Hard News by Russell Brown


Friday Music: The Cool Dancer

If you ever treasured Herbs' What's Be Happen, the Swingers' 'One Good Reason', Sneaky Feelings' Send You or Dave Dobbyn's 'Slice of Heaven'; if you were at that huge David Bowie concert at Western Springs in 1983, or the disastrous Aotea Square show of 1984 or any of dozens of other tours in the 1980s; if you value the renaissance of modern waiata and the phenomenon of 'Poi E'; then you have some connection with Hugh Lynn, who is the subject of a wonderful new Audioculture profile by Murray Cammick.

I used to see Hugh reasonably regularly when I worked for Murray in the mid-80s, usually at Mascot Studios, where the above records were made. He was not an unfriendly man, but always seemed a little mysterious maybe even a bit dangerous. I knew he had a history as a dancer, but not the half of what's in Murray's profile. And I didn't know about the way Hugh continued his commitment to the Māoritanga he discovered in the 80s. He'd make a great biopic, he really would.

Also new on Audiocuture and in a wholly different vein, Robyn Gallagher's pick of 11 Iconic Music Videos of the 1990s. I know a little about one of them -- the 3Ds 'Hey Seuss' -- because I was there in Dunedin when Andrew Moore directed it. It was originally set to look even more Seuss-like than it does, before an anxious call came through from Flying Nun's paul McKessar, who had been made aware of the brutal reputation of the Seuss's estate's lawyers.

Also: Michael Brown's story of the Wellington folk scene of the 1960s, which has some great photographs. Who knew?


Not on Audioculture, but a really good work of history: Peter Mclennan's tribute to Johnny Cooper, "The Maori Cowboy", who cut New Zealand's first rock 'n' roll record (a cover of 'Rock Around the Clock') in 1955 and died this week.

Update: Chris Bourke has now written a Johnny Cooper entry for Audioculture.

And the Christchurch 70s glam rockers Odyssey, who never actually broke up, recently played a show to launch their new single, 'Tell Me'. It's not a bad tune at all:


Turning now to the present and future ...

If you're reading this at work, you're persumably not at the Going Global Music Summit being staged by Independent Music NZ and the New Zeaand Music Commission, but you can still register to go to tonight's live showcase at Galatos. It's a remarkable opportunity to catch 14 contemporary local artists across three stages -- from Race Banyon and Little Bark to Arthur Ahbez, She's So Rad and Chelsea Jade (formerly Watercolours). And you won't have to stay up late -- the first band is on at 7pm.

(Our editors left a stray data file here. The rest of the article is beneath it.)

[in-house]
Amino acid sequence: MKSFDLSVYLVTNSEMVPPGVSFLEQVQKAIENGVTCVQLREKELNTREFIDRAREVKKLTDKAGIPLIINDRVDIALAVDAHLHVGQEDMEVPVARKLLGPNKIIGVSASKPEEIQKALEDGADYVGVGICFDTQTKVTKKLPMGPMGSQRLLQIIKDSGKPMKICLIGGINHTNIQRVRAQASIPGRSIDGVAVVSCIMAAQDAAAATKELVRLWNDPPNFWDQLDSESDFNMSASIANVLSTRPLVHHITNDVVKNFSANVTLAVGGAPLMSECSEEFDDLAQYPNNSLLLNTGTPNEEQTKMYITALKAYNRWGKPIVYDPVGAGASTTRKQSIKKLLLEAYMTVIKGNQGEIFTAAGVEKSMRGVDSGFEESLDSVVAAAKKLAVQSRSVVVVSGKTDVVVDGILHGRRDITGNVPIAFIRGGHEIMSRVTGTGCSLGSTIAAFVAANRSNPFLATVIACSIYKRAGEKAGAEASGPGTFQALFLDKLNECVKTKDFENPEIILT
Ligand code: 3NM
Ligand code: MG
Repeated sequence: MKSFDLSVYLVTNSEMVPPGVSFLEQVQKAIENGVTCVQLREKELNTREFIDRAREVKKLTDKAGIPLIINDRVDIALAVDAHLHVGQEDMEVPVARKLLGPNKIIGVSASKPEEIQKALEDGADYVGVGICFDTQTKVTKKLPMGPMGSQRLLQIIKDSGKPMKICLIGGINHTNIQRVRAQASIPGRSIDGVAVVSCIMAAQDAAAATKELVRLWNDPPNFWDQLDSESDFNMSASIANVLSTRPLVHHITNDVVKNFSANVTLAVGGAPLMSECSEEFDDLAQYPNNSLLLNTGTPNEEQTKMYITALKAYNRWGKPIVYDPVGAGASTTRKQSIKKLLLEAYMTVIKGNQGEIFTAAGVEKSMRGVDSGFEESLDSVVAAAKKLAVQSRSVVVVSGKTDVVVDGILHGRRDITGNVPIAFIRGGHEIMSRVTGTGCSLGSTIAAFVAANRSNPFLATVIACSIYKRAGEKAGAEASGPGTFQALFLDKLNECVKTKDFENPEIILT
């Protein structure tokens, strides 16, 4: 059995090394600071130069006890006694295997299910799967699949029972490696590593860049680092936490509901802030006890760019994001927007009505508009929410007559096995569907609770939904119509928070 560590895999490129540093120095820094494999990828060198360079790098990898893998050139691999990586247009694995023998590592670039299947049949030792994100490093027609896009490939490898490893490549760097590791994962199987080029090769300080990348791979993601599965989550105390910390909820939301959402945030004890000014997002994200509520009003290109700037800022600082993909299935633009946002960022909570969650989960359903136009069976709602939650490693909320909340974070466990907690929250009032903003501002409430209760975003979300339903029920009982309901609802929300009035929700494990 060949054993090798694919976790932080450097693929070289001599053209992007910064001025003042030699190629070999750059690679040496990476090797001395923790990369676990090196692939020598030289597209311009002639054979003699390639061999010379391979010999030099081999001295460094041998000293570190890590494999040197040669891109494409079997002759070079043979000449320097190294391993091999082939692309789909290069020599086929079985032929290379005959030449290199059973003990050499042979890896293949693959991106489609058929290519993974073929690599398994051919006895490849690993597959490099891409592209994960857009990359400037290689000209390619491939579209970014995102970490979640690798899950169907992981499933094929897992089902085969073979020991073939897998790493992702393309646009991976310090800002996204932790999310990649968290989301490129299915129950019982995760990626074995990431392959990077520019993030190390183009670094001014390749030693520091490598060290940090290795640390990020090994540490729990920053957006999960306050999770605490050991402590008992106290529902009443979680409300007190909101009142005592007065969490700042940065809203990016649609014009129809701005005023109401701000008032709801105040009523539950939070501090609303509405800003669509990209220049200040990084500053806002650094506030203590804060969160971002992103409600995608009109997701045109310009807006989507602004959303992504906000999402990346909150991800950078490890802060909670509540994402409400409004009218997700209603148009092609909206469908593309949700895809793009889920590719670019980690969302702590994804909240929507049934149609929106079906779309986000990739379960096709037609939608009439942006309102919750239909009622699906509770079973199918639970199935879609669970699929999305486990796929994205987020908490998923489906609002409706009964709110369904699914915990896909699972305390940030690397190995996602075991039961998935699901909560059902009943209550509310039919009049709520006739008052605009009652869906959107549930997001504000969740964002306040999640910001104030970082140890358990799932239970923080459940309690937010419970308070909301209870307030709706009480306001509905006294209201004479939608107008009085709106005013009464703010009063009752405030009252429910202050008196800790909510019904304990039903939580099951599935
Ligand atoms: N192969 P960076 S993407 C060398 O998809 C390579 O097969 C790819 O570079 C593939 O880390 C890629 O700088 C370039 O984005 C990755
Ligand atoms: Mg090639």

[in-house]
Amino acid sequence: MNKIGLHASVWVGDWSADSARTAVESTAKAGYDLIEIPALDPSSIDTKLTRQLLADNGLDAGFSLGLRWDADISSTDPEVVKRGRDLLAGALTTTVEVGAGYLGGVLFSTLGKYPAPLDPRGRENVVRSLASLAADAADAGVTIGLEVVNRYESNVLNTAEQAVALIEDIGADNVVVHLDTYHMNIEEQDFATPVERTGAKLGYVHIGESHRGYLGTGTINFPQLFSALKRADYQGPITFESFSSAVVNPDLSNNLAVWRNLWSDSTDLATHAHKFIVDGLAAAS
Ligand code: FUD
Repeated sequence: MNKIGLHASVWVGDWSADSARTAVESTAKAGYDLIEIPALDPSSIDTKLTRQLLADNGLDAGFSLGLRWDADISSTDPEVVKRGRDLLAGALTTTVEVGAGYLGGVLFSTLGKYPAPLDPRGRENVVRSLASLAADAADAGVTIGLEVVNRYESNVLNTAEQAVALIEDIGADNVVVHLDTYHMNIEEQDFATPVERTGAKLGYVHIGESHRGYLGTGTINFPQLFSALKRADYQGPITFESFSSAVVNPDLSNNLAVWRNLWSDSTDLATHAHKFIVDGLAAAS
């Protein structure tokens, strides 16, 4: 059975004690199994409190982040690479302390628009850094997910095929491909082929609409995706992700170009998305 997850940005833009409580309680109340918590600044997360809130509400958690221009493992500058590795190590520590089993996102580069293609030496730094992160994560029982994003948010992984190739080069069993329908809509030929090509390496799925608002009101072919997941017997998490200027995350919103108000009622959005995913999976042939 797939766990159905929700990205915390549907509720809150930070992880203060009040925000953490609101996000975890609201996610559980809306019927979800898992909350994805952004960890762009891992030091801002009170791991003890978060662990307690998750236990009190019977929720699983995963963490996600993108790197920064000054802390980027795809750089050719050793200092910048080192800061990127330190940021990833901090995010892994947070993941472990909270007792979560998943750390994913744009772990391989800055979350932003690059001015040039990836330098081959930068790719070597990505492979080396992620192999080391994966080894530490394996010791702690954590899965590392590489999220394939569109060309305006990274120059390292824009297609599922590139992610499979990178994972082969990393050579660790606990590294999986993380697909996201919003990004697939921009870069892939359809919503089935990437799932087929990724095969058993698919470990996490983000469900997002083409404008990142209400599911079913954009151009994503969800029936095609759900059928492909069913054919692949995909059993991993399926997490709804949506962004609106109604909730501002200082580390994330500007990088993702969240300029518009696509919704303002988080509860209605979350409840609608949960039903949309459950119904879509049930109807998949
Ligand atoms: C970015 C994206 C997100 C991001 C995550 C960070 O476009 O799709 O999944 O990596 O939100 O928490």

Tickets are $20 plus booking fee here at NZTix. See you there.


On TheAudience, this haunting track from Wellington's Groeni:

And this one from from "Auckland-based witch-house artist", which is a free download:

More info here.

Courtney Barnett covering the Breeders' 'Cannonball' for the AV Club! There's an MP3 of the performance here. Her September 17 show at the King's Arms is already sold out.

I mentioned RocknRolla Soundsystem last week. Well, here's some good news. Having been asked about it a bajillion times, they're now going to put each new edit they do up for sale on Bandcamp, starting with their take on Marvin gaye's 'Inner City Blues':

And that mixtape I mentioned last week? It's now a download:

@Peace have had their issues in the news lately, but perceptions might be moderated by this great new track:

It's released as a free download in support of their tour for the vinyl version of their Plutonian Noise Symphony album and it falls somewhere between that record and their first album. You can pre-order the vinyl here. Tour tickets from Under the Radar.

Some dirty business with the awesome Betty Davis:

And, finally, The Golden Pony take on Outkast. It's a straight-up free download without their usual somewhat vexing Facebook/Hypem run-around. And it's the business:


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